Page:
Nicholas Pulido performed his senior vocal recital Saturday in Founders Auditorium. The concert included pieces by Mozart, Schubert, Benjamin Britten, Edward Kilenyi and Cole Porter. Besides voice, Pulido has studied composition. After graduation Pulido plans on earning his teaching credentials and later pursue a master’s in conducting or composition.
Wearing a black tuxedo with a red boutonniere pinned to his lapel, a tall presence took center stage. His accompanying pianist lightly stroked the piano keys to introduce the first song.
With a loud, deep voice Nicholas Pulido boomed out the first song during the tenor’s senior recital on May 13 in Founders Auditorium.
With excellent posture and full control of his notes, Pulido performed seven pieces, some with multiple movements, for a total of 18 songs.
“This was the first time I put an entire concert together that included my solo work,” Pulido said. “It was a new experience, but it’s something I’ve been preparing for.”
Although the recital was his first major performance as a soloist, he has also participated in group ensembles at ULV, such as the University Chorale and Chamber Singers.
During the song “Erlkönig” by Franz Schubert, Pulido found the essence of each character’s voice as he told the song’s intense story.
His arm gestures remained sturdy, yet expressive and matched each character’s tone. In this song, he sang with passion and appeared comfortable on stage.
At the conclusion of the recital, Pulido graciously bowed as the audience gave him a standing ovation and roared with cheers in appreciation of his work.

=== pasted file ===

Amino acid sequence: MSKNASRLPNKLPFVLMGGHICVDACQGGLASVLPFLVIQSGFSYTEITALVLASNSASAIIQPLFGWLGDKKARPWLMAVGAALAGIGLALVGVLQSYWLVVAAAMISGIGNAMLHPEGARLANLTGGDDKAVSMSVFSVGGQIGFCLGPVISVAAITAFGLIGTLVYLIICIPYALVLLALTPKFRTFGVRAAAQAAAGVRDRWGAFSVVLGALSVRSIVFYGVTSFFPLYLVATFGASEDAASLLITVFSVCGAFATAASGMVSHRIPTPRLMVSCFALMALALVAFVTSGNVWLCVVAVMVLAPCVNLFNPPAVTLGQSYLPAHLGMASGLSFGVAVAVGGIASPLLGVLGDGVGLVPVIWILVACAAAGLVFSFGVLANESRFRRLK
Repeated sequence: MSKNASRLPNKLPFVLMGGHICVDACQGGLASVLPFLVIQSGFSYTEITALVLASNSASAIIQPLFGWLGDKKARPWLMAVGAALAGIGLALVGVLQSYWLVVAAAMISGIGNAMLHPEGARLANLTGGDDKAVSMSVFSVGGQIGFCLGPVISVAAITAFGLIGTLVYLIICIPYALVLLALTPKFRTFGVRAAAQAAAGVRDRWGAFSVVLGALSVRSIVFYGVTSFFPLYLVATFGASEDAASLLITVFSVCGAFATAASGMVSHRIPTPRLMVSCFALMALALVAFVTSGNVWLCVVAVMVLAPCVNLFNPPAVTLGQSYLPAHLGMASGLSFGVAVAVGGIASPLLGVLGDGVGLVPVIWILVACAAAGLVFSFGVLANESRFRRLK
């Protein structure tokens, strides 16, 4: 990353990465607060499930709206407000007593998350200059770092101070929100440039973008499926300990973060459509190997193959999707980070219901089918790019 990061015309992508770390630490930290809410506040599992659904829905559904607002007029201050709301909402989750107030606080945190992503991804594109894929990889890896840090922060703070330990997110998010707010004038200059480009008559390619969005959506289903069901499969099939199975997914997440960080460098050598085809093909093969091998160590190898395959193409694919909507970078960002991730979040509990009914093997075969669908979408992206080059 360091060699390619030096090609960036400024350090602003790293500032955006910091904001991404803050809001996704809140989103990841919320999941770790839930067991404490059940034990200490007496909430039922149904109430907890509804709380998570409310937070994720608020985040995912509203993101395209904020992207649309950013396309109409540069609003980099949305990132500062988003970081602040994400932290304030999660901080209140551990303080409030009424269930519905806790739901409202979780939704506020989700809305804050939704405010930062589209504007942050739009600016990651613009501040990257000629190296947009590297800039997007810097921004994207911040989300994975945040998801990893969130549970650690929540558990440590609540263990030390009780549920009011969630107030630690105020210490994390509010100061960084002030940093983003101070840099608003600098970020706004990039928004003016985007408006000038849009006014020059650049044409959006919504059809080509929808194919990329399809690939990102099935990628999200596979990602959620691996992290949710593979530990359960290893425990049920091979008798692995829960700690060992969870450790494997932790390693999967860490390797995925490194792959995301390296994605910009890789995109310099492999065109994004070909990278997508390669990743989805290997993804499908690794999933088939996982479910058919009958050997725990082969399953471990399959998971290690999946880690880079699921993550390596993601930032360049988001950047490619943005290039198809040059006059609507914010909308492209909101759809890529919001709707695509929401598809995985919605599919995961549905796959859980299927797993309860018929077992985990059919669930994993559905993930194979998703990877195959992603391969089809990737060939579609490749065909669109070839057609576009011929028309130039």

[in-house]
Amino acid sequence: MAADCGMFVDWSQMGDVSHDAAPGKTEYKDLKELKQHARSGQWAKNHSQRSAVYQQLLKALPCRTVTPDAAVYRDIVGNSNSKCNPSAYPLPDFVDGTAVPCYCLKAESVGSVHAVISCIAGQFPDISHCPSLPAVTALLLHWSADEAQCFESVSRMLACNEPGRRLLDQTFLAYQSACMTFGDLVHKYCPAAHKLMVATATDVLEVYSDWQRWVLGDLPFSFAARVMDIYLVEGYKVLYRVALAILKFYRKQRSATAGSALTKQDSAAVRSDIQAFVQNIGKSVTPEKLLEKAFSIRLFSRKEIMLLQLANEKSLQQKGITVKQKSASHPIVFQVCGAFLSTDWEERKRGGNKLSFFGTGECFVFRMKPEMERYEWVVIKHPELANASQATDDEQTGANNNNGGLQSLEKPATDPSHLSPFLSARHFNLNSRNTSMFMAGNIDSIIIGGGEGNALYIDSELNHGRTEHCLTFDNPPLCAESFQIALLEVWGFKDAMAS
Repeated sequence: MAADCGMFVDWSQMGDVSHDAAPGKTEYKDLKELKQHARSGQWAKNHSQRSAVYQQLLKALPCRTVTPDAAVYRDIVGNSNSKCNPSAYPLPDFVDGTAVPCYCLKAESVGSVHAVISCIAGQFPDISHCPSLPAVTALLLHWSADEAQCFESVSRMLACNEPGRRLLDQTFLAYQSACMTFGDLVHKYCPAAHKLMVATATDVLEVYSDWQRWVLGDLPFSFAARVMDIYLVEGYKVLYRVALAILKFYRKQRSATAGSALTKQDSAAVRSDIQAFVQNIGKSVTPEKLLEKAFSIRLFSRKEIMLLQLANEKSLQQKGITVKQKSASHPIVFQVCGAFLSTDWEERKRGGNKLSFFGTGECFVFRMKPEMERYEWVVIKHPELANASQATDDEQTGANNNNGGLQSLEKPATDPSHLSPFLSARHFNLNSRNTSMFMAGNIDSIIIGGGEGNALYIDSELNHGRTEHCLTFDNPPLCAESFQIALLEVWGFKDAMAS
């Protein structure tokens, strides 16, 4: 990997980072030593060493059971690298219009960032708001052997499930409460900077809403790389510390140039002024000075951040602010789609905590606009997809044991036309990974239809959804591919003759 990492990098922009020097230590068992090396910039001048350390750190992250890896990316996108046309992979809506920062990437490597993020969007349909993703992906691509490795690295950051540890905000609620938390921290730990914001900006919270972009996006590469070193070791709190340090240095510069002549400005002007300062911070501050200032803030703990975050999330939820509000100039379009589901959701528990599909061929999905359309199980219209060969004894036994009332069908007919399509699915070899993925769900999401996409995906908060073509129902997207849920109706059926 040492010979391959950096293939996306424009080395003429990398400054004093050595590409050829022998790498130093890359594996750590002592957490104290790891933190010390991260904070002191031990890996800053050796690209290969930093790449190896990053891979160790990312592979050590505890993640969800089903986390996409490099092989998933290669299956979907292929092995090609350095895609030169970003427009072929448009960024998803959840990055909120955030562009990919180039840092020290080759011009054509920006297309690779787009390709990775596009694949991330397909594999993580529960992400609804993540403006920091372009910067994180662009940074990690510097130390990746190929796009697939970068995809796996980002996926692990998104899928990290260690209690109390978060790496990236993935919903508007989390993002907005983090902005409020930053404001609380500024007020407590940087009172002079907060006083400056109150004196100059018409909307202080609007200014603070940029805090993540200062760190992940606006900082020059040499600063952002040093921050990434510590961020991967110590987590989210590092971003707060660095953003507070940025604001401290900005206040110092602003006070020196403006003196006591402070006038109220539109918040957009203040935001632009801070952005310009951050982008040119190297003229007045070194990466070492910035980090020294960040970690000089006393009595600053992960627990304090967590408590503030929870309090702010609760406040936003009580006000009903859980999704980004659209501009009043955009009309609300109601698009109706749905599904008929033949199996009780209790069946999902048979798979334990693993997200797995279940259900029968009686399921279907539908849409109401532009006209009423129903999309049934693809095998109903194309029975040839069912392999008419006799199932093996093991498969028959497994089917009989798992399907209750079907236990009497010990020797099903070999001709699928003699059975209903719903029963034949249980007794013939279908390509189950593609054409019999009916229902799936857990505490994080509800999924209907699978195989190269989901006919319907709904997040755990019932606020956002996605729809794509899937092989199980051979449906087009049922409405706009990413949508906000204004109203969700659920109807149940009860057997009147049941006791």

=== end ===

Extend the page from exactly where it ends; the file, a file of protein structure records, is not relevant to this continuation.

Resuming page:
“I’ve been involved with Chamber Singers for the past three semesters, chorale for all four years and men’s ensemble for the course of two years,” Pulido said.
He has also been involved with several chamber music ensembles and the Jazz Ensemble.
“He’s a real tenor,” said Steve Gothold, associate professor of music. “He has worked very hard with his stage presence. He projects himself through his music.”
Pulido’s interest in music began at an early age.
“I started in the second grade,” Pulido said. “I joined music class and played the trombone. In high school, I was in the marching band and was also part of the jazz band.”
It was then that he knew he wanted to become a teacher.
Trombone performance was Pulido’s original intent at ULV, but the lack of instrumental programs at the University pushed him to study voice instead.
“It was more convenient,” Pulido said. “Being a voice major gave me more opportunity for performance than studying the trombone.”
Pulido’s musical influences are mixed in genre, including jazz, opera and classical; his favorite jazz musician is trombone player J.J. Johnson. He also enjoys the music of Tito Puente, Ralph Vaughan Williams and Wolfgang Amadeus Mozart.
Pulido grew up in Boyle Heights and attended Roosevelt High School. One of his influences was his high school music instructor, Jose Areano. Pulido is still in contact with his former director. Areano has encouraged him to take his place by becoming the music instructor at the high school.
His family’s support has encouraged him throughout his musical accomplishments.
“I have a supportive family who has attended every event of mine,” Pulido said. “They seem to be very proud of me with everything I do.”
His older brother, Jamie, is also a music major at ULV.
“He’s one of the reasons I got into music,” Pulido added. “I wanted to follow in his footsteps.”
ULV instructors see the potential the singer contains.
“He is a very fine student,” said Kathy Lamkin, music history professor. “He is mature, he works hard and has a good musical ear. He also has perfect pitch.”
Pulido will graduate this May with a bachelor of arts degree in music.
Although his future plans are vague at the moment, he will seek to obtain a teaching credential in music and eventually pursue a master’s degree in conducting and/or composition.
Whether or not Pulido takes the position at his former high school, his days will be filled with music, applause and opportunity.
“Music has always been part of my life and will continue to be,” Pulido said.
Jaclyn Gonzales can be reached at firstname.lastname@example.org.